An difríocht idir athruithe ar: "Uí Bhriúin"

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Dar le [[Tíreachán]], thug [[Naomh Pádraig]] cuairt ar "áras mic Bhriain" ag ''Duma Selchae'' ar [[Ciarraige Aí|''Mag nAí'']], ach ní deir sé cérbh iad. De réir ailt chomhionainn in ''[[Vita tripartita Sancti Patricii]]'', a théann siar b'fhéidir go dtí an 9ú haois, bhí seisear mac ann. I bhfoinsí níos déanaí ámh, maítear go raibh ceathrar mac is fiche ag Brian. Is dócha gur cumadh ginealaigh Uí Bhriúin do threibheanba faoi mar a thángadar faoina smacht, amhail is Uí Bhriúin Uamhaill, Uí Bhriúin Ratha agus Uí Bhriúin Sionna.<ref>Anne Connon, "Uí Briúin", in "Medieval Ireland: An Encyclopedia", lch. 485</ref>
 
== Bunús tíreolaíoch ==
==Geographic Origins==
Cé go gcreideann Francis Byrne agus John O'Donovan gurbh as ''Mag nAí'' an chlann ó dhúchas, luann Roderic O'Flaherty agus John Colgan na scéalta inste faoi Naoimh Pádraig<ref>Roderic O'Flaherty, ''Ogygia'', iml. II, cuid III, lch. 293.</ref> agus Felartus,<ref>John Colgan, ''Acta Sanctorum Hiberniae'', lch. 788.</ref> agus iad ag tabhairt cuairte ar mhic Briúin ar Mhaigh Seola. De bharr an mhearbhaill a bhaineann le suíomh an 'Mag Selce' luaite sa [[Vita tripartite Sancti Patricii]], mholl Nicholls gur bogadh ar chúiseanna polaitiúla áit dúchais Uí Bhriúin chuig gar de Ráth Cruachan faoin am [[Tíreachán|Tíreacháin]].<ref>K. W. Nicholls, "Some Patrician Sites of Eastern Connacht", ''Dinnseanchas'' 5:4 (1973), lch. 118.</ref> Tugann MacCotter le fios nach mbeadh ar fáil ag muintir Uí Bhriúin ar ''Mag nAí'' agus iad ag teacht chun cinn ach cúpla paróiste sibhialta.<ref>Paul MacCotter, ''Medieval Ireland: Territorial, Political and Economic Divisions'', lch. 209.</ref>
 
Sa scéal ''A[[Aided storyChrimthaind inmaic theFhidaig [[Silvaocus Gadelica]]<ref>StandishTrí Hayesmac O'Grady,Echach ''Silva GadelicaMuigmedóin]]'', "Deathinsítear ofgo Crimthannraibh son of Fidach, and of Eochaidh Muighmedóin's three sons: Brian, Ailill, Fiachra," lch. 375.</ref> notes that' during the legendary war between Brión and Fiachra, Fiachra's encampment was situated in Aidhne and Brión's lay in Damh-Chluain, which is stated to be in Uí Bhriúin Seóla and not far ó [[Cnoc Meá|Chnoc Meá]], taobh thiar de [[Tuaim|Thuaim]].<ref>John O'Donovan, ''The Genealogies, Tribes and Customs of Hy-Fiachrach'', Addendum A, lch. 344.</ref> Although this is a legend, it may be an indication of the Uí Briúin's original homeland, as is Aidhne for the Uí Fiachrach. In addition, Hubert Knox, citing the [[Conmaicne]]'s distribution and early status as subjects of the Uí Briúin, posited that the Uí Briúin originated in the barony of Clare in County Galway as the leading lineage of that people.<ref>Hubert Thomas Knox, ''The History of the County of Mayo to the Close of the Sixteenth Century'', ll. 19-20.</ref> Intriguingly, the [[Leabhar Bhaile an Mhóta]] calls [[Cellach mac Rogallaig|Ceallach mac Raghallaigh]] "King of Conmaicne",<ref>[[Leabhar Bhaile an Mhóta]], ARÉ MS 23 P 12, f. 37r.</ref> a title also commonly taken by members of the Uí Bhriúin Bhréifne branch in later centuries. The Maigh Seola origin scenario is more consistent with the fact that early Uí Bhriúin kings (e.g. [[Cenn Fáelad mac Colgan|Ceann Faoladh mac Colgan]] agus Ceallach mac Raghallaigh) had their residence on [[Loch Cime]], as well as [[Áed mac Echach|Aodh mac Eachach]] donation of [[Eanach Dhúin]] sa 6ú haois,<ref>[[Annála Inis Faithlinn]], AIF 578.2.</ref> which Byrne thought unlikely given Annaghdown's distance from Mag nAí.<ref>Byrne, Francis J., ''Irish Kings and High-Kings'', p. 245.</ref> Furthermore, Ceann Faoladh is stated in the annals as having been killed by the Conmaicne Cuile,<ref>[[Annála Tiarnaigh]], AT 682.1</ref> and the king-list in [[Sioncronachtaí Laud]] states that the same king died at the hands of "his own people".<ref>"''A dáine fén romarb''", [[Sioncronachtaí Laud]] , lch. 116r</ref> If both of these accounts are accurate, it would indicate that the Uí Bhriúin originated among the Conmaicne.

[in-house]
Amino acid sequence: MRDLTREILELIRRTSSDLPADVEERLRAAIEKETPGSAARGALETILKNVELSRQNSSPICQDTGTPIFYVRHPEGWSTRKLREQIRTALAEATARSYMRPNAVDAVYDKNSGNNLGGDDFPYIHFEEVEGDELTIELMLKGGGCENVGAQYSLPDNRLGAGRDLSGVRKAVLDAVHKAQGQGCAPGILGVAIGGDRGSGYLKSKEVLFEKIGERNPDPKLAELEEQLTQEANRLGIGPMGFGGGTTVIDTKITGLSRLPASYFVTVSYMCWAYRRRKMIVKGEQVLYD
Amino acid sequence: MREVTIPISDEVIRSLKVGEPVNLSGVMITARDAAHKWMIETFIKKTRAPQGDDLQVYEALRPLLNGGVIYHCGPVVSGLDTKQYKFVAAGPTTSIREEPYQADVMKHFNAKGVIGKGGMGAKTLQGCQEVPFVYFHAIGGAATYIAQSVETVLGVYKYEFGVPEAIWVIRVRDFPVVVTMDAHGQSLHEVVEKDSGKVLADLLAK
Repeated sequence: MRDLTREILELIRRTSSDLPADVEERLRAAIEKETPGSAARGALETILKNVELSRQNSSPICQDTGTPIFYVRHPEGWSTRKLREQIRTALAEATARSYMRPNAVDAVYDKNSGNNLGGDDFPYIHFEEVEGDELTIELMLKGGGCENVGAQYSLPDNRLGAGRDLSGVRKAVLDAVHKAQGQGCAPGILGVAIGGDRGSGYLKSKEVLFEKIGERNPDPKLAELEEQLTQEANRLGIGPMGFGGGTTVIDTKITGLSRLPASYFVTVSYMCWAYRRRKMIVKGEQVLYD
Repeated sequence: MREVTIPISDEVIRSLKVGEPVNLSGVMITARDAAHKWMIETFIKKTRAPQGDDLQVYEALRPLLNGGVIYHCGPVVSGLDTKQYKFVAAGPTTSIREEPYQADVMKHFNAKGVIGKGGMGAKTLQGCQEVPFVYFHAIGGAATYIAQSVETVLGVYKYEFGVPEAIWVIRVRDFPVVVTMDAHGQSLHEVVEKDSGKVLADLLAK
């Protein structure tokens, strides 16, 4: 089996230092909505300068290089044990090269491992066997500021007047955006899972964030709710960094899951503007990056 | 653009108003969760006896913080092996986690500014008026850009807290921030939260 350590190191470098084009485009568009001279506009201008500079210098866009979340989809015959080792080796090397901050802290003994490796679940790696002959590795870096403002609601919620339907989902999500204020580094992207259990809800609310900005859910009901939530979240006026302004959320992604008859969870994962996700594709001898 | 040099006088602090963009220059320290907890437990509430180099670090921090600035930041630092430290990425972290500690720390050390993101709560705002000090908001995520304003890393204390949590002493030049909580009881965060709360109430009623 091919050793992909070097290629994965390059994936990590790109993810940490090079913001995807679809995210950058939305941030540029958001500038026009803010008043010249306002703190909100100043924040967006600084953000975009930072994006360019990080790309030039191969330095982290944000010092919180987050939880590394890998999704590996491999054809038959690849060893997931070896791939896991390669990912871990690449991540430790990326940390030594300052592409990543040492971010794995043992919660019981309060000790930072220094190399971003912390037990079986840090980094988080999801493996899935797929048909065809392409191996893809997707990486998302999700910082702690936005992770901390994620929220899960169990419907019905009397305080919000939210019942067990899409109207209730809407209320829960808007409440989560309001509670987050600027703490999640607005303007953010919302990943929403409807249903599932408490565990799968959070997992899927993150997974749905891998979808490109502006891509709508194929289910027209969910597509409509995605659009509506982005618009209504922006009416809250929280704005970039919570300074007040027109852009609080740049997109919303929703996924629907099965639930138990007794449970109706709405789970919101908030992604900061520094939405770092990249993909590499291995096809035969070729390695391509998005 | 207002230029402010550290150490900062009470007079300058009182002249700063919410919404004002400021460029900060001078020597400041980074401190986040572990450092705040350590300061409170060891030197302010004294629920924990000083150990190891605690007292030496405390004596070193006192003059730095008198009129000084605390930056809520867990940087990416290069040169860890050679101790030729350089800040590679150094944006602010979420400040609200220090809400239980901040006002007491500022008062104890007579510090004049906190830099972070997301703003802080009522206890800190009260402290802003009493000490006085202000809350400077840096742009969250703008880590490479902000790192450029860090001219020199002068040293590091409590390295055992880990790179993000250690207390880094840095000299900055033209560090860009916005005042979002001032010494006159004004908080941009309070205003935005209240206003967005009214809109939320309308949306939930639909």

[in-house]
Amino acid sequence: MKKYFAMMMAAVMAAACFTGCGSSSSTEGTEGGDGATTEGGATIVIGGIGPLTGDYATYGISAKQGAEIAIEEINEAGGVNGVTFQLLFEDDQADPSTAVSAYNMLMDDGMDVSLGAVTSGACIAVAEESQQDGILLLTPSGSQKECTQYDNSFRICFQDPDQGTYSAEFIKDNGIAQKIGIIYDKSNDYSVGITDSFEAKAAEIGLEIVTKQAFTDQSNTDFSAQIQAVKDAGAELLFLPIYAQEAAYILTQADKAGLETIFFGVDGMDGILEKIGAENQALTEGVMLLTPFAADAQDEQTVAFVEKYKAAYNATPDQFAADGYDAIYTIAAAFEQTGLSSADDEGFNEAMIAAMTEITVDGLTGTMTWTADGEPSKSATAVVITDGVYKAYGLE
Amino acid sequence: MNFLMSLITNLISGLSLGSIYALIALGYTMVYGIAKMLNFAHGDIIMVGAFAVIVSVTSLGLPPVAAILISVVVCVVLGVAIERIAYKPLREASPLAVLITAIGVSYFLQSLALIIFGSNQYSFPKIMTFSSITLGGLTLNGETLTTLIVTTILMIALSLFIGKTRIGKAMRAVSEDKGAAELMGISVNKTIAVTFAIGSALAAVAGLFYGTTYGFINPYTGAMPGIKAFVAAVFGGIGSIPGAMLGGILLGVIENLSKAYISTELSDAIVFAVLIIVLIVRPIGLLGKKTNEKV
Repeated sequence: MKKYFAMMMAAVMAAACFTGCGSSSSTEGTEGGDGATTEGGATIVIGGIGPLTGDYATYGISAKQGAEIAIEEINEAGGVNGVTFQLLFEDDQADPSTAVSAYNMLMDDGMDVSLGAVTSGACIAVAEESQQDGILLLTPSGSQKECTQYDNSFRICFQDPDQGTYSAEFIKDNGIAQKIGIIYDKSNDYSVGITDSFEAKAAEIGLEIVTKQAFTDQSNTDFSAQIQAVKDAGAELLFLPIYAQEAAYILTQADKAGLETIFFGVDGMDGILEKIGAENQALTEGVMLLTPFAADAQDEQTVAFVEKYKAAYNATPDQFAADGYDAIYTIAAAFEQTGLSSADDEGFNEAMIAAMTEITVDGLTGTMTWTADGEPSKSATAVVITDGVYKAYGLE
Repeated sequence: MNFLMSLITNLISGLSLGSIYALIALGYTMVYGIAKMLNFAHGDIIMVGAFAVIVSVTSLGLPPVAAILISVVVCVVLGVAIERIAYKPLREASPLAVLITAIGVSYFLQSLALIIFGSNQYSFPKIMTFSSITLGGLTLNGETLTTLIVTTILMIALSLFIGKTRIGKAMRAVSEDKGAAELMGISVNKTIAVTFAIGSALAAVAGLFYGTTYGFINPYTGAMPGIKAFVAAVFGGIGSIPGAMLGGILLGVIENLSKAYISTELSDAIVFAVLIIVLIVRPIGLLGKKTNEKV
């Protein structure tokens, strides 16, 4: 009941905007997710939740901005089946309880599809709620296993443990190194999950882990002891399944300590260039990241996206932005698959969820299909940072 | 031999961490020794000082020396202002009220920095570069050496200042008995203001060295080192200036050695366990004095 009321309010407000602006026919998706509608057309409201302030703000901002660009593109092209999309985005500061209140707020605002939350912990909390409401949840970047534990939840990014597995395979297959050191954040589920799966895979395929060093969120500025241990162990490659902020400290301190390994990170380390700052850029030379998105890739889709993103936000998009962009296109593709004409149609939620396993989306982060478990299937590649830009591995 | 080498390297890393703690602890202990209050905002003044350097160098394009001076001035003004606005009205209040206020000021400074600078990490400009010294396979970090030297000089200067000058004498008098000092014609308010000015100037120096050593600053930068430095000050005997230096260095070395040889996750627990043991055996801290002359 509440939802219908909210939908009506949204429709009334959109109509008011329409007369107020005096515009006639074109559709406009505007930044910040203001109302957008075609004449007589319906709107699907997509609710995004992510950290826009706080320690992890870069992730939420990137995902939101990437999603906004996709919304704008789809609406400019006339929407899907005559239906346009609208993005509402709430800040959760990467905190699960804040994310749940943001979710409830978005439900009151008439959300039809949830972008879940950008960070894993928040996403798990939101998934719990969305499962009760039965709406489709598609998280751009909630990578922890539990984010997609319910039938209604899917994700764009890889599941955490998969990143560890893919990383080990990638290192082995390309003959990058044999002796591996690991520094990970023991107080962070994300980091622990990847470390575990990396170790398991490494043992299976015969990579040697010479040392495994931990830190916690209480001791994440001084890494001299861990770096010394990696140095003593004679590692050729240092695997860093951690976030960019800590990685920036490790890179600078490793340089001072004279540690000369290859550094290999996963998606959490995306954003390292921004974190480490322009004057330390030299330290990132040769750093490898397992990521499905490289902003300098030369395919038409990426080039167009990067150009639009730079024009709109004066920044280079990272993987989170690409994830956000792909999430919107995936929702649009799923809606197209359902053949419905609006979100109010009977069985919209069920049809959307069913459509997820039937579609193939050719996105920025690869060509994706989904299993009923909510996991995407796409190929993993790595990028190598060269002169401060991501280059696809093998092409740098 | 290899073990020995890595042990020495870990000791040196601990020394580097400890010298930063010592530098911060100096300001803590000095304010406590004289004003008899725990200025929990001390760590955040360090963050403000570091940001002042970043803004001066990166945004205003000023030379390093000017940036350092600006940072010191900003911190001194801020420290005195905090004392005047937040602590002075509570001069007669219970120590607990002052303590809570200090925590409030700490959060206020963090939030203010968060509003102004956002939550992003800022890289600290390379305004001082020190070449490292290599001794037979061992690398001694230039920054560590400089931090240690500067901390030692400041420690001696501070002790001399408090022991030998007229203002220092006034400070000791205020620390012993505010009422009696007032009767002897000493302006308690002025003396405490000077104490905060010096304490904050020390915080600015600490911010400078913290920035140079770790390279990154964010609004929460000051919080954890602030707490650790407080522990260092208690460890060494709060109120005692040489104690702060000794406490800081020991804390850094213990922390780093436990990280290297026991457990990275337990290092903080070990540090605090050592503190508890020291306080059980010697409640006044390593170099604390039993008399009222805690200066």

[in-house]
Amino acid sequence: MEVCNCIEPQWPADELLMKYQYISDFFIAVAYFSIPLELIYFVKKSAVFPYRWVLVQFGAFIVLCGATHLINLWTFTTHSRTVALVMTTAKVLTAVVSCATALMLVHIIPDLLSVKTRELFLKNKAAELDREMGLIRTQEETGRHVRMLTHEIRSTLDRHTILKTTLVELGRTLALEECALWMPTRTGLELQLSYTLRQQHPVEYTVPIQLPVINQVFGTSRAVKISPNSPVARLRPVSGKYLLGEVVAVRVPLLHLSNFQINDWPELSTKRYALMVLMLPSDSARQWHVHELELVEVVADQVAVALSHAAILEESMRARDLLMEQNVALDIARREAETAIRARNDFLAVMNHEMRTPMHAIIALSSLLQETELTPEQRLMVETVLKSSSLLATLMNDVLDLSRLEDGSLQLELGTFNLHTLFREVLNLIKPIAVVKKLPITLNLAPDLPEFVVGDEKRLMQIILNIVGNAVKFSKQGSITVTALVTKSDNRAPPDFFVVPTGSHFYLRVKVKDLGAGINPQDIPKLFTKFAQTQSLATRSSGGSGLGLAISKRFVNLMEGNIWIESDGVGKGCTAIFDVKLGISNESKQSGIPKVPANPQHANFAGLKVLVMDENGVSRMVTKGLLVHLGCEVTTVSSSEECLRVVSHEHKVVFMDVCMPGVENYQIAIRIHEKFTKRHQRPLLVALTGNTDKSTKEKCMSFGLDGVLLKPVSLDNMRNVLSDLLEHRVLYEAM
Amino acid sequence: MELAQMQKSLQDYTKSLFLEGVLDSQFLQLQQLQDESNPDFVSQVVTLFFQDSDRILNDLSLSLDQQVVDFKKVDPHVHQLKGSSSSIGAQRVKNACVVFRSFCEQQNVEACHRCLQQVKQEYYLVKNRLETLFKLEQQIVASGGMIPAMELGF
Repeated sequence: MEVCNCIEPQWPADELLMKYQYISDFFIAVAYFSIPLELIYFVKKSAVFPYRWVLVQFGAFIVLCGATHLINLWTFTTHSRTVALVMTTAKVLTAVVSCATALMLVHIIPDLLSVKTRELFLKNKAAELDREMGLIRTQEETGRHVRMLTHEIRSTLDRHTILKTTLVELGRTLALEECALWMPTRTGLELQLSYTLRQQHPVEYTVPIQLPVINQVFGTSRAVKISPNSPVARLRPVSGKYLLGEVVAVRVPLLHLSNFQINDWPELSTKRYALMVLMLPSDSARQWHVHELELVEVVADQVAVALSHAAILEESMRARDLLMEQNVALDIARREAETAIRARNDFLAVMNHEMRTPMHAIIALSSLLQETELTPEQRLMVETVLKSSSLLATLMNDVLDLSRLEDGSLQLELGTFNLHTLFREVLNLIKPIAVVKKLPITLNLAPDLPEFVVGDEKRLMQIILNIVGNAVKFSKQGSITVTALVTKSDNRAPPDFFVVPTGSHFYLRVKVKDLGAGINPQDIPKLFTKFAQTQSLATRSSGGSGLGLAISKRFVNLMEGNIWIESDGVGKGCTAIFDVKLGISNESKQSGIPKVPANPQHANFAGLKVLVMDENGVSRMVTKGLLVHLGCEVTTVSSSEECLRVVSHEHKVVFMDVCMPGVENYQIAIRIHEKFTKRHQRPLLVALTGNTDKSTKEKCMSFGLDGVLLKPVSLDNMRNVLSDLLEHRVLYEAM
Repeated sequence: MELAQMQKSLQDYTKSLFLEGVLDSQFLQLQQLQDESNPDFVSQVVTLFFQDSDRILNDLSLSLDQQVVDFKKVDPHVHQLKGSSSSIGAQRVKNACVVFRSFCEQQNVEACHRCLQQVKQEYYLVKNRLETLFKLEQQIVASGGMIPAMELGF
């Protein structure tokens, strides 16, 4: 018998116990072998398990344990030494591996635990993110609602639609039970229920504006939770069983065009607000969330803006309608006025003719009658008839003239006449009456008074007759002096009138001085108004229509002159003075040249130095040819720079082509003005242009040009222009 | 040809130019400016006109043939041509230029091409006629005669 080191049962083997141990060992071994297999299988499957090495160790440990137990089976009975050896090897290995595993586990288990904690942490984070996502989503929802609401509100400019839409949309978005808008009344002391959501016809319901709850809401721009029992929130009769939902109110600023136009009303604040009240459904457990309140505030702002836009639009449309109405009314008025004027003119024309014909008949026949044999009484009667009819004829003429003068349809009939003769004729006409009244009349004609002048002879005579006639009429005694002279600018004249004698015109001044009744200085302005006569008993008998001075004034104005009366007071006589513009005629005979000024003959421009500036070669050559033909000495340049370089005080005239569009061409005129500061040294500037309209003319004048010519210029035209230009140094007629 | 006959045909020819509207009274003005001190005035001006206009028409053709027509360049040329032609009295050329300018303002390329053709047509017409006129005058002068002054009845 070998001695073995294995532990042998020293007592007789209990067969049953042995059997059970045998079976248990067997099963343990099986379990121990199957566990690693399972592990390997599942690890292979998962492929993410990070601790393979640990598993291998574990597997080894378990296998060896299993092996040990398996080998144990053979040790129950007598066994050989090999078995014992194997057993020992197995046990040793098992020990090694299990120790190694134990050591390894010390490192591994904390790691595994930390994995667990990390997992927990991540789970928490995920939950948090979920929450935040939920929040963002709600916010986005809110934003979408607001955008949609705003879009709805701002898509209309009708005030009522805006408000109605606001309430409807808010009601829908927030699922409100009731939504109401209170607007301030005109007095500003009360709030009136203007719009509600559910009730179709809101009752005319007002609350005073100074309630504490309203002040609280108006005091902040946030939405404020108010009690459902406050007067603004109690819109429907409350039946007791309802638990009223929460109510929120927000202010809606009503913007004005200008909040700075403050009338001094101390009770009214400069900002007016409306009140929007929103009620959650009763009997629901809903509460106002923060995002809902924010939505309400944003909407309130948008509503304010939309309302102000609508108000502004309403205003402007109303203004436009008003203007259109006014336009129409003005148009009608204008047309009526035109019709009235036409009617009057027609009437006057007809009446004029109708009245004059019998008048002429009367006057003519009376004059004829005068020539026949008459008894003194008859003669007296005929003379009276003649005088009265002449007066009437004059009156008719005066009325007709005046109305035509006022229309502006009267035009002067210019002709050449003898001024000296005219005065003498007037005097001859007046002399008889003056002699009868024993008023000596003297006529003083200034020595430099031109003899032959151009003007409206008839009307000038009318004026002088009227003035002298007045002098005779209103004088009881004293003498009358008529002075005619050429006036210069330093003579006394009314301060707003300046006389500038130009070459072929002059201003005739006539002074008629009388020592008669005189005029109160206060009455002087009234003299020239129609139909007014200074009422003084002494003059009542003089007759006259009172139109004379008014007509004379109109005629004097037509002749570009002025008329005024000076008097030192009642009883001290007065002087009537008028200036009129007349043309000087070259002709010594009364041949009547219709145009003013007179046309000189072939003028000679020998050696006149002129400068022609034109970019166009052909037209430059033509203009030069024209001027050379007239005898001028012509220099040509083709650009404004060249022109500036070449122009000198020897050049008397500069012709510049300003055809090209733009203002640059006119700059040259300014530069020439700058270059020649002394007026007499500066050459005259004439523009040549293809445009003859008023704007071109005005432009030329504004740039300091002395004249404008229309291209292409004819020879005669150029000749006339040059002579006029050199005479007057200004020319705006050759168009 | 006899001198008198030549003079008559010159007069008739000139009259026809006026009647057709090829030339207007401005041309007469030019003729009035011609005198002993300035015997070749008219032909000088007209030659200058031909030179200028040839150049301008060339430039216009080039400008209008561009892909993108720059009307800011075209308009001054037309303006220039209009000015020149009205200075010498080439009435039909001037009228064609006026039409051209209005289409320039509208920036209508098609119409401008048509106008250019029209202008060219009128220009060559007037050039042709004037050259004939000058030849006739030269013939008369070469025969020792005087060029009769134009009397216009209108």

''With the inclusion of Máenach mac Báethíne,<ref>ACM 649.3.</ref> ancestors of all three major branches of the dynasty are mentioned in the annals as residing or fighting in the Maigh Seola region in the 7ú haois. The district to the east of [[Loch Coirib]] is referred to as "Magh Ua mBriuin" at least as late as 1149.<ref>ACM 1149.13.</ref> This likely denotes the domain of the "rí Uí Bhriúin", a title borne primarily by men of the Uí Bhriúin Seóola.<ref>Anne Connon, "Uí Briúin" in ''Medieval Ireland: An Encyclopedia'', lch. 486.</ref> As Knox points out, these kings were distinguished at an early date from the Síol Muireadhaigh of central Ros Comáin in the [[Leabhar na gCeart]], suggesting that the lands of the Uí Bhriúin Seola were the original Uí Bhriúin.<ref>Hubert Thomas Knox, ''The History of the County of Mayo to the Close of the Sixteenth Century'', lch. 20.</ref>